The downside from working from home is that it can feel like you are at work all of the time. With a less-structured routine, it’s tempting to break out the laptop and get back to work after dinner, for example. However, when we tire, the quality of work diminishes. Worse still, by staring at a laptop screen late into the evening, you’re likely to alter your body’s circadian rhythm, which is not used to working so late.
By keeping your brain “awake” for more extended periods (and closer to our bedtimes), you’re likely to achieve a much lower quality of sleep, which can have detrimental effects on our work. Thus, it makes sense to log off at a reasonable time each evening and relax. Just by switching off and thinking about subjects other than work, you’re already beginning the process of recharging your body for the next day.
Keeping Everyone Productive at Home May Not Be as Difficult as You Might Think
While it’s not a question that these are unprecedented and uncertain times, employers shouldn’t need to worry so much about bringing an entire company form a physical location to a virtual one. It’s quite easy to keep both yourself and your employees in line by taking steps that both minimize the chance of getting distracted and improve your productivity levels.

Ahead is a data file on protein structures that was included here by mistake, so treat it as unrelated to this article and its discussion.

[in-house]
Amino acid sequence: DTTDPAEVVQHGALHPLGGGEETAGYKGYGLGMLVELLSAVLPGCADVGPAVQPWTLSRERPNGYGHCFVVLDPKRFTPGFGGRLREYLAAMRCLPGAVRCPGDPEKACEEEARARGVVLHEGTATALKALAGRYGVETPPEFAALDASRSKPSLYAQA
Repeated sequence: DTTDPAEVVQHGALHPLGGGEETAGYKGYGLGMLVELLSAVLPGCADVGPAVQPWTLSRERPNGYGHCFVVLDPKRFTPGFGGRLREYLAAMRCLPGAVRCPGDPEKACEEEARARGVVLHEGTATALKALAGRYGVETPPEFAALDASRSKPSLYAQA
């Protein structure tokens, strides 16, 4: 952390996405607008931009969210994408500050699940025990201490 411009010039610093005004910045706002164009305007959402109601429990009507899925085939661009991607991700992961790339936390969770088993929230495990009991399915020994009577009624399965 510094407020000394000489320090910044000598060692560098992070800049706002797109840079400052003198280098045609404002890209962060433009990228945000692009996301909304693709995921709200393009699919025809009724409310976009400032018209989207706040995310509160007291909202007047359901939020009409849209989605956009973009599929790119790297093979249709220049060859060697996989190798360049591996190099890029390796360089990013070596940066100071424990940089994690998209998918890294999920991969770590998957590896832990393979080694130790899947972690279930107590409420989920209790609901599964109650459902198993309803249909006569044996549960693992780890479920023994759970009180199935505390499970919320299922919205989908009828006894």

Here at Offer Accept, we can provide businesses with advice on how to hire, train, and onboard employees without physically meeting them in a face-to-face environment. In fact, we believe many of the steps being taken by companies today in the face of coronavirus crisis are set to stay long after the situation returns to normal, making learning these skills even more critical.
Just give us a call on 305-910-2524 to discuss your recruiting needs, virtual or otherwise, with an expert.